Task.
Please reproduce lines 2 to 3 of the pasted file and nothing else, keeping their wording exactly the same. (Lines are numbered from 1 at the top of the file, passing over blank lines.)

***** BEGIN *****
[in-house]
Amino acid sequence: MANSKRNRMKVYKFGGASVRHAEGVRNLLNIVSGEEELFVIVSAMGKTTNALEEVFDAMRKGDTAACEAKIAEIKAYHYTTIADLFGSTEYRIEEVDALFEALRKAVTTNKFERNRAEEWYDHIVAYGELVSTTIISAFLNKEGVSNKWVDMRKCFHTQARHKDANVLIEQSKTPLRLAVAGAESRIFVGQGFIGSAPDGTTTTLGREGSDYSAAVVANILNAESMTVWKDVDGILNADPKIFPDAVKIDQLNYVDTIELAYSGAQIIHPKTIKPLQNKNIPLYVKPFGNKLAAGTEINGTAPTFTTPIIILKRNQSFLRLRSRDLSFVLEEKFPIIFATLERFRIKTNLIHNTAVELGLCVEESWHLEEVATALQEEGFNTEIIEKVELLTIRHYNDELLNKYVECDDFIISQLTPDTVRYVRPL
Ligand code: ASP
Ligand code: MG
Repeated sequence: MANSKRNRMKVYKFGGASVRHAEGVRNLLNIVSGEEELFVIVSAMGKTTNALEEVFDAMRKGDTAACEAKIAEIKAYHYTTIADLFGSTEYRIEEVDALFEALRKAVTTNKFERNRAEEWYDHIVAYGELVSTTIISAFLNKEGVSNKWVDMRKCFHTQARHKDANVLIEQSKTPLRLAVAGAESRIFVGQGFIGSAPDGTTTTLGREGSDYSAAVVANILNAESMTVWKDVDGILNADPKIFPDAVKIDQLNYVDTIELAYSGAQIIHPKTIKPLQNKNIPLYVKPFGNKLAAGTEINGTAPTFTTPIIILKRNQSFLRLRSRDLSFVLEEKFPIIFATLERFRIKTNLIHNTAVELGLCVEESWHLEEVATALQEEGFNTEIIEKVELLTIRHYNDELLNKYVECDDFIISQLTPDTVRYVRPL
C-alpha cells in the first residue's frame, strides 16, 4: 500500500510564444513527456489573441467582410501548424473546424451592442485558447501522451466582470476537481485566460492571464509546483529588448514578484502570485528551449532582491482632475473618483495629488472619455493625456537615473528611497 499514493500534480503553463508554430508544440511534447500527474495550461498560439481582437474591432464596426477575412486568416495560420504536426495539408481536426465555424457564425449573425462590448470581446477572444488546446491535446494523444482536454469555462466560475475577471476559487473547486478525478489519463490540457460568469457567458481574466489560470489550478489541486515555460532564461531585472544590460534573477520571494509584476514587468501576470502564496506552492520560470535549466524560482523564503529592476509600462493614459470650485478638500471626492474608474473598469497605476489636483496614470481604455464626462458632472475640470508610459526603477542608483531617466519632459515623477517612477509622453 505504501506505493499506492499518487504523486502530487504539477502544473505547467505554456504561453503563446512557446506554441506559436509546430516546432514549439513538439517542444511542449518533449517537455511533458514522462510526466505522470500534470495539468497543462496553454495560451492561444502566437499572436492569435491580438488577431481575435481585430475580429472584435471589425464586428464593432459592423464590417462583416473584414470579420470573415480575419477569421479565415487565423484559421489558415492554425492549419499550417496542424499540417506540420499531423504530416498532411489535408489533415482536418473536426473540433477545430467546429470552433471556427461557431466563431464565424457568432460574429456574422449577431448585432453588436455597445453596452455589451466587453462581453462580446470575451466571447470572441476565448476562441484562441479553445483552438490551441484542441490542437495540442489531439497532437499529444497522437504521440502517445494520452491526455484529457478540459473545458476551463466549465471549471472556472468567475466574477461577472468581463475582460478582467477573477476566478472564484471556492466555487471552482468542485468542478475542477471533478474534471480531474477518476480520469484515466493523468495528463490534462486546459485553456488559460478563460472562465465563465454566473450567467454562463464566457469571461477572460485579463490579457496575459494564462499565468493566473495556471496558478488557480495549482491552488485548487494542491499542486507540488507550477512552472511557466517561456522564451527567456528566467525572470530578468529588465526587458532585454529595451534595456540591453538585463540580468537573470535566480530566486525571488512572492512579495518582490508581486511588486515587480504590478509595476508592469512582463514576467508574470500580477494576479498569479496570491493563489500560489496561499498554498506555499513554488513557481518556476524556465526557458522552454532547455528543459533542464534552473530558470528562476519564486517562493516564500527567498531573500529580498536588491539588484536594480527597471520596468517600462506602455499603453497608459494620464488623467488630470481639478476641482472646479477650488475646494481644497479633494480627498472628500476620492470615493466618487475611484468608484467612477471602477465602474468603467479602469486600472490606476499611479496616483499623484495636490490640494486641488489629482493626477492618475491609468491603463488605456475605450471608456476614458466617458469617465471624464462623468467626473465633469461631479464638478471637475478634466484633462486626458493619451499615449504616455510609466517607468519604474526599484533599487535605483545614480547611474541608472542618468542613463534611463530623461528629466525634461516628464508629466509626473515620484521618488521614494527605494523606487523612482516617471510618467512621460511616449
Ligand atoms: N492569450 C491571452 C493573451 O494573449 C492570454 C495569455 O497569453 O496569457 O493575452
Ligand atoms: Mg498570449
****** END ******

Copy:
Amino acid sequence: MANSKRNRMKVYKFGGASVRHAEGVRNLLNIVSGEEELFVIVSAMGKTTNALEEVFDAMRKGDTAACEAKIAEIKAYHYTTIADLFGSTEYRIEEVDALFEALRKAVTTNKFERNRAEEWYDHIVAYGELVSTTIISAFLNKEGVSNKWVDMRKCFHTQARHKDANVLIEQSKTPLRLAVAGAESRIFVGQGFIGSAPDGTTTTLGREGSDYSAAVVANILNAESMTVWKDVDGILNADPKIFPDAVKIDQLNYVDTIELAYSGAQIIHPKTIKPLQNKNIPLYVKPFGNKLAAGTEINGTAPTFTTPIIILKRNQSFLRLRSRDLSFVLEEKFPIIFATLERFRIKTNLIHNTAVELGLCVEESWHLEEVATALQEEGFNTEIIEKVELLTIRHYNDELLNKYVECDDFIISQLTPDTVRYVRPL
Ligand code: ASP